By Mark Simpson (shorter version originally appeared on Guardian CIF, June 2009)
‘The more things a man is ashamed of’, wrote George Bernard Shaw, ‘the more respectable he is.’ Gays must now be terribly respectable since, forty years on from the Stonewall riots started by drag queens, hustlers and homeless youths high on drugs – outsiders with nothing to lose – gays have moved up in the world, become middle-aged and promptly found plenty of things to be ashamed of.
Like all arrivistes, and like Shaw’s most famous creation Eliza Doolittle, they’re particularly ashamed of their past.
Stonewall itself was recently ‘upgraded’ to ‘Stonewall 2.0′ – the name given the current wave of gay marriage activism. Which is a bit like updating ‘Querelle’ into ‘Little House on the Prairie’. Meanwhile, gays are now so ashamed of their dead heroes they dig them up and assassinate them all over again. The gay-adored, gay scripted, gay directed film ‘Milk’ was so popular precisely because it bumped off the actual historical Harvey Milk and his shamefully shameless sex-life, unloading a revolver of revisionism into his chicken-hawk head, replacing him with a serially-monogamous imposter who used to be cute and married to Madonna.
‘Milk’ also replaced the promiscuous, bathhouse-happy 1970s San Francisco that Milk eagerly embraced – and shagged silly – with something much more real-estate agent. Scripted by a gay Mormon, San Francisco looks less like 70s answer to Sodom and Gomorrah than a gayted community for Gap wearing gay couples. No wonder Lance Black mentioned marriage and God more than once in an Oscar acceptance speech that had more uplift than even his decorous hairdo.
In the Twenty First century, respectability is fast shaping up to be the New Closet. Or The Closet 2.0, if you like annoying software references. And the custodians of the New Closet are not paddy-wagons and queer-bashers, but gays themselves, itching to conform to standards of hypocrisy more and more straight people are abandoning. As a result, we can look forwards to many more outings such as that of Sam Adams, mayor of Portland, Oregon, once dubbed ‘The New Harvey Milk’, who repeatedly denied rumours of an affair with a teenager, denouncing them as scurrilous lies playing to base stereotypes of predatory homosexuals, but was recently forced to admit that, erm, they weren’t scurrilous after all. Or in fact, lies.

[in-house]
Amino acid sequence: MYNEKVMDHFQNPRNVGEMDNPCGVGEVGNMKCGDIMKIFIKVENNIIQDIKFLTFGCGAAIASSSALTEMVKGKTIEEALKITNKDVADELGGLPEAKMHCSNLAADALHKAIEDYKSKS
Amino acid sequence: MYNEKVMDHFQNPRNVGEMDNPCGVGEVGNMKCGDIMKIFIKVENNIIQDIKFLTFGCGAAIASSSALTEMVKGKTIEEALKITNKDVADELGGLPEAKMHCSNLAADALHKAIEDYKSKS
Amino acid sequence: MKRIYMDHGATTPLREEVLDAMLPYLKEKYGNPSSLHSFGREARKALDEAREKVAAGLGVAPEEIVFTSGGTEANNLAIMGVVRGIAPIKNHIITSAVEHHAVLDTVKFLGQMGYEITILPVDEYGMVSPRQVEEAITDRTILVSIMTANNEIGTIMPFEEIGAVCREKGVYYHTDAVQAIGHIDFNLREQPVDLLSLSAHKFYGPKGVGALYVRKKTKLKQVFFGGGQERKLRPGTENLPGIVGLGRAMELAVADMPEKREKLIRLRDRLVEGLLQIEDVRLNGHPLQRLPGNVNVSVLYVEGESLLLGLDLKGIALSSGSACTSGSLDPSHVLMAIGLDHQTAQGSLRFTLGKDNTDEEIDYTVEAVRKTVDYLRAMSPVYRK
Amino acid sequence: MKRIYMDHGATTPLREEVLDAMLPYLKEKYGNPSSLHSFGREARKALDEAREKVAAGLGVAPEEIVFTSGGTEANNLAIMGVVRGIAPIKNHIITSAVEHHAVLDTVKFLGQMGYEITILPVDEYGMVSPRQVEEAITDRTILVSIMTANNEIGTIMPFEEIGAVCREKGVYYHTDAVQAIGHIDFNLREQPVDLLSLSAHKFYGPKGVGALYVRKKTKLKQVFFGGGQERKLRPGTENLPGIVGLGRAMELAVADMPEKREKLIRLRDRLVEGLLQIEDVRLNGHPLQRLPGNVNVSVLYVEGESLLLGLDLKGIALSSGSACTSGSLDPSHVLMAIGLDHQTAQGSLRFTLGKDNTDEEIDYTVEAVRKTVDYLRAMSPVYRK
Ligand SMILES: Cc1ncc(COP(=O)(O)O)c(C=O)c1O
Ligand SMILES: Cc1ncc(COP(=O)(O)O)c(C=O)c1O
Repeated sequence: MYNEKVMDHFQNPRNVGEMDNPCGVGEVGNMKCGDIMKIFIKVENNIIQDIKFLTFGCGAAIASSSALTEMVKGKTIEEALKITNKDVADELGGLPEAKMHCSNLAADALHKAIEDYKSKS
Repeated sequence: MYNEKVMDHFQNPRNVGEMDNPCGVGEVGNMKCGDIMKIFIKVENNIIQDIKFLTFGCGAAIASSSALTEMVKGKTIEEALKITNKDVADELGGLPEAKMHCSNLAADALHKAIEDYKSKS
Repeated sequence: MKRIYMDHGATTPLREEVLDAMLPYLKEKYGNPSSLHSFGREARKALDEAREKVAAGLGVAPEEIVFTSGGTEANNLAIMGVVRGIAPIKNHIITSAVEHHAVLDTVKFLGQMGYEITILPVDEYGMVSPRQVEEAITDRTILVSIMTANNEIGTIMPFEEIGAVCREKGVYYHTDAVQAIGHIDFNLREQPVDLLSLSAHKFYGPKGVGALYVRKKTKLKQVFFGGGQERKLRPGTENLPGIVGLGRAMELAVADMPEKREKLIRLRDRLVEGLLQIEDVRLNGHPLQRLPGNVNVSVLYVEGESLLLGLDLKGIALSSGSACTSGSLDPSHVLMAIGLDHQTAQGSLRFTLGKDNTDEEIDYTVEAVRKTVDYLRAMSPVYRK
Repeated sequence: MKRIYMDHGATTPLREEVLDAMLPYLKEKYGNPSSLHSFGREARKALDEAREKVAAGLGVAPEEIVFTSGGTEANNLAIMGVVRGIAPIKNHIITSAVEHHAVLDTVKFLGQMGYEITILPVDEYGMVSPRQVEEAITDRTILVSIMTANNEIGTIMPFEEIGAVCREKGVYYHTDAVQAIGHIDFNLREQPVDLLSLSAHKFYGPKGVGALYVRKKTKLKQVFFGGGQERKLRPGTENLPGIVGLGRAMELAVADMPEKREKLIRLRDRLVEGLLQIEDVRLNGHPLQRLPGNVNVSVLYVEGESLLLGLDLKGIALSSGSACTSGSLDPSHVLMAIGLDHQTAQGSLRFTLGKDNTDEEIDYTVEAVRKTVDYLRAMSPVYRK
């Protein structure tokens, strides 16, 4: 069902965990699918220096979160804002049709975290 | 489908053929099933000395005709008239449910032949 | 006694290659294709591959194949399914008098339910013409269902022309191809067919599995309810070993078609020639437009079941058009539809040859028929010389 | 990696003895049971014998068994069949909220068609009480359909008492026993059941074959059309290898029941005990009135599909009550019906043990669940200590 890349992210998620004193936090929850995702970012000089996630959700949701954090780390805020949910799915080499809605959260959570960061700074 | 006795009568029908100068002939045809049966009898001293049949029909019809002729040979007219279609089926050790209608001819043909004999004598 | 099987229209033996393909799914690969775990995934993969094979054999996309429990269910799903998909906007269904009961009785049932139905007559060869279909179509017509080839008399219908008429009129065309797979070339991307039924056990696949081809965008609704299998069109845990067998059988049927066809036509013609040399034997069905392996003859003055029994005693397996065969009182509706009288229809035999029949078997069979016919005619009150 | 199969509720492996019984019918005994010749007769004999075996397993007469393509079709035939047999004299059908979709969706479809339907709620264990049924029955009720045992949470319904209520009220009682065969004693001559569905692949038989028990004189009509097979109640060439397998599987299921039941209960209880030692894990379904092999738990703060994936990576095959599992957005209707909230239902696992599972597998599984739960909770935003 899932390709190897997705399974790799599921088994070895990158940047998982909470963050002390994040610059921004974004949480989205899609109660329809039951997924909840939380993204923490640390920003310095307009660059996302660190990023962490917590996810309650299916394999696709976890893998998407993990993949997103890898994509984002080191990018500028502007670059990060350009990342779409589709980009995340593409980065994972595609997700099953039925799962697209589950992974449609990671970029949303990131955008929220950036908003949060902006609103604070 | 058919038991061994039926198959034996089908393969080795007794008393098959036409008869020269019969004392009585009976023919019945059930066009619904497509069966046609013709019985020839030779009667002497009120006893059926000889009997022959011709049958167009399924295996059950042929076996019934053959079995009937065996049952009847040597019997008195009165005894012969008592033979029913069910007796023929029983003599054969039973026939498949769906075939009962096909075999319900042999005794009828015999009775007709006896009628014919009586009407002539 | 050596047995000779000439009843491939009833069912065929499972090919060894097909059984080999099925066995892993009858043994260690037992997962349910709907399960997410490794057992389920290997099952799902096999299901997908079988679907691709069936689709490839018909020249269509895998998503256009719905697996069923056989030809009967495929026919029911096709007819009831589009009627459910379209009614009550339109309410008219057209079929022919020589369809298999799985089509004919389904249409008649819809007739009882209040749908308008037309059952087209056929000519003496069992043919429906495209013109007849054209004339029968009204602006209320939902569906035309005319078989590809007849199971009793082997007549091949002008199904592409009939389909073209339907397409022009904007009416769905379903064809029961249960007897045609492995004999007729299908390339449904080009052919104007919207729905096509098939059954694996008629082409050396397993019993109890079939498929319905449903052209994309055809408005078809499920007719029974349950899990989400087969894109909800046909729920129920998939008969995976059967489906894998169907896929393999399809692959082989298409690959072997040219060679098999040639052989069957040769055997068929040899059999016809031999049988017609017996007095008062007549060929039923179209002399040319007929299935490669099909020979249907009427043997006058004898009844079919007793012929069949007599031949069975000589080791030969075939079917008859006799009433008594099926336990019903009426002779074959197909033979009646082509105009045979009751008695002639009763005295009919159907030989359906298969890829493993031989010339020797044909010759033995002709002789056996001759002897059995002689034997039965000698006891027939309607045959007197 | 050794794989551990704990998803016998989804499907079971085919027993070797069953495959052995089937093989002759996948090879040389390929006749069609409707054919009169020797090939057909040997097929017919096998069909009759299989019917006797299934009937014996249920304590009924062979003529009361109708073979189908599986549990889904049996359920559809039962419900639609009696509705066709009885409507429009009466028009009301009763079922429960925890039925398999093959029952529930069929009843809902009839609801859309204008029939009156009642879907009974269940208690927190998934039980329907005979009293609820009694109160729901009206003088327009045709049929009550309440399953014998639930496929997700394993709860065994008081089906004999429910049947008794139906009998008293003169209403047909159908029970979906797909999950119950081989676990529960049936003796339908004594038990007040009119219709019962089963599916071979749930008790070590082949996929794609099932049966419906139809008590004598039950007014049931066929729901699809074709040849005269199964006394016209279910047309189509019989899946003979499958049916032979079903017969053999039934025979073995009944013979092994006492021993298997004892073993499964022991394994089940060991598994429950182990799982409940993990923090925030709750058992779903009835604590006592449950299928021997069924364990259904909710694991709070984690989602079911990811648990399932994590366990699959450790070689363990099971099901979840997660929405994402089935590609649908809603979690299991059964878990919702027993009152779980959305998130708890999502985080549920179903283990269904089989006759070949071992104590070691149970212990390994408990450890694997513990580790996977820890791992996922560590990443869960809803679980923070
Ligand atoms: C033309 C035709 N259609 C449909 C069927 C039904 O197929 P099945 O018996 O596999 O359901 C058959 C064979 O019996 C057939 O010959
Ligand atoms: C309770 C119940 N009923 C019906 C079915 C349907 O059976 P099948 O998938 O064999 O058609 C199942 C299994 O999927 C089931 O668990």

In their headlong pursuit of respectability – and let’s not pretend that marriage privileges are not at least as much about respectability as about equality – most gays that aren’t ‘cult’ writers like Bruce Benderson or Michael Warner seem to have forgotten that gay sex isn’t terribly respectable, and that it never will be no matter how much you talk up gay domesticity. Unless you plan on making medical history with a successful womb transplant, gay male sex is always going to be improper, inappropriate, non-procreative sex-for-sex’s sake rather than the Pope’s, Uncle Sam’s or Mothercare’s. And that is, if you’re honest, probably part of the reason why you enjoy it.
Even the word ‘gay’, now invested with so much golf-club decorum by social-climbing sodomites, doesn’t have a very decorous history. Despite the complaints of retired colonels about homos hijacking their favourite word, gay’s original meaning of ‘joyful’ and ‘carefree’ was pretty much an antonym for respectable. Which may be why in the 17th Century a ‘gay woman’ was a prostitute, a ‘gay man’ a womanizer, and a ‘gay house’ a brothel. In the early 20th Century, even before it commonly became associated with homosexuality, ‘gay’ meant ‘single’ and ‘unattached’ – ‘straight’ meant ‘married’ and ‘respectable’. In the Twenty First Century those meanings have of course been reversed.
Perhaps it shouldn’t be so surprising that gays turned out to be like everyone else – given the chance, they’ve grabbed any propriety they can lay their hands on and with it their chance to look down on others (‘Miss California those topless photos are a scandal and an outrage! Hand your crown back immediately, you hussy!‘). After all, like the sandal-wearing Shaw, I’m looking down loftily on those who want to be respectable. But really, as a Stonewall drag queen might have put it looking around the gay world today, smell her!
Ironically – or e-ronically – it’s the unlimited, anonymous sluttiness of the net that helps sustain the New Closet. Now gay men can move to the suburbs with their partner, present a front of monogamous chastity to the world, but also have discreet sex outside their relationship without having to access the urban gay scene, or even cruise draughty parks and rest stops. For quite a few gay men Manhunt and Gaydar take on the role prostitution played with the Victorian gentlemen of Shaw’s era: a disreputable institution they strongly disapprove of that makes their own respectability possible. (I know I’m not supposed to talk about this in public, but oops, I just have.)
Don’t get me wrong, I don’t think the nice middle-aged lady on the Clapham Omnibus needs to know what I got up to last night – but on the other hand, I don’t want to have to pretend to be the nice middle-aged lady on the Clapham Omnibus.
Respectability is not to be sneered at, though. It can change history. It’s probably just a matter of time before the date of Stonewall is itself revised to 1968 or 1970. After all, 1969 plays far too easily into straight prejudices about gays being obsessed with perverse sex….